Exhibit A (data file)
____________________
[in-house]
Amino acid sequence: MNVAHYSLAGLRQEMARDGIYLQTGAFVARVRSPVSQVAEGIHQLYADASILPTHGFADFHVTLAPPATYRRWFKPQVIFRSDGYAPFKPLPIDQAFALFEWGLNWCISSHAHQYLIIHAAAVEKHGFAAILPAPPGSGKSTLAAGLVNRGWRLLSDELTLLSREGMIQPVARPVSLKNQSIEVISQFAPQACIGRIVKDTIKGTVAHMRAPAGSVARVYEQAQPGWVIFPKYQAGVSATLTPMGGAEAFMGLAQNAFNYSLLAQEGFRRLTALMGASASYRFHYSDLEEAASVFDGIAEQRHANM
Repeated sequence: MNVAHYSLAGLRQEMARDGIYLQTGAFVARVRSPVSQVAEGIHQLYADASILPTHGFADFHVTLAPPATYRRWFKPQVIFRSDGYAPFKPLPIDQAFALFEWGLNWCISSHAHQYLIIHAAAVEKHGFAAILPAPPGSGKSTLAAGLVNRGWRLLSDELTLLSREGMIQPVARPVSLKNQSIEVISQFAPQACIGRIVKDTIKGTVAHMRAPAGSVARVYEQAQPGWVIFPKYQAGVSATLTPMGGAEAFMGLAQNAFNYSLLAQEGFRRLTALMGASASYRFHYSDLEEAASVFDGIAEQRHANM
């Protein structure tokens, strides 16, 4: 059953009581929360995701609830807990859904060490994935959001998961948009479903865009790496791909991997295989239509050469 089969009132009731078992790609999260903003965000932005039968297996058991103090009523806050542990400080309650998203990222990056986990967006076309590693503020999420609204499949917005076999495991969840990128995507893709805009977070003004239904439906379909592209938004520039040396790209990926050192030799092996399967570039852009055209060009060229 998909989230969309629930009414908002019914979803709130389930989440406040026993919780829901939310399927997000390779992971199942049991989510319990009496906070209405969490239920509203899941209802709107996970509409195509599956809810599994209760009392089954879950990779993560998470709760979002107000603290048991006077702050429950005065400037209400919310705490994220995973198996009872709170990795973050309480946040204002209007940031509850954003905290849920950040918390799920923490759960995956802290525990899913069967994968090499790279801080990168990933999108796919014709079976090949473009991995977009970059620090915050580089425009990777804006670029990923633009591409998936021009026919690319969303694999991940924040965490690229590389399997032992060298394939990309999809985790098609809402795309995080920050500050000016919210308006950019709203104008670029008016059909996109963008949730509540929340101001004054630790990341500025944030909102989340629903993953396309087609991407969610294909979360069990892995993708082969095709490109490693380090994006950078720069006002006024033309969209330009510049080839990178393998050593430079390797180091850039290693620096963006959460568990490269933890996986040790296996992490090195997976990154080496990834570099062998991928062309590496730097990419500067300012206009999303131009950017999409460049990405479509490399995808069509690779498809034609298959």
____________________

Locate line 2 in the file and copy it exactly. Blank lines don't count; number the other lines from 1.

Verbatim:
Amino acid sequence: MNVAHYSLAGLRQEMARDGIYLQTGAFVARVRSPVSQVAEGIHQLYADASILPTHGFADFHVTLAPPATYRRWFKPQVIFRSDGYAPFKPLPIDQAFALFEWGLNWCISSHAHQYLIIHAAAVEKHGFAAILPAPPGSGKSTLAAGLVNRGWRLLSDELTLLSREGMIQPVARPVSLKNQSIEVISQFAPQACIGRIVKDTIKGTVAHMRAPAGSVARVYEQAQPGWVIFPKYQAGVSATLTPMGGAEAFMGLAQNAFNYSLLAQEGFRRLTALMGASASYRFHYSDLEEAASVFDGIAEQRHANM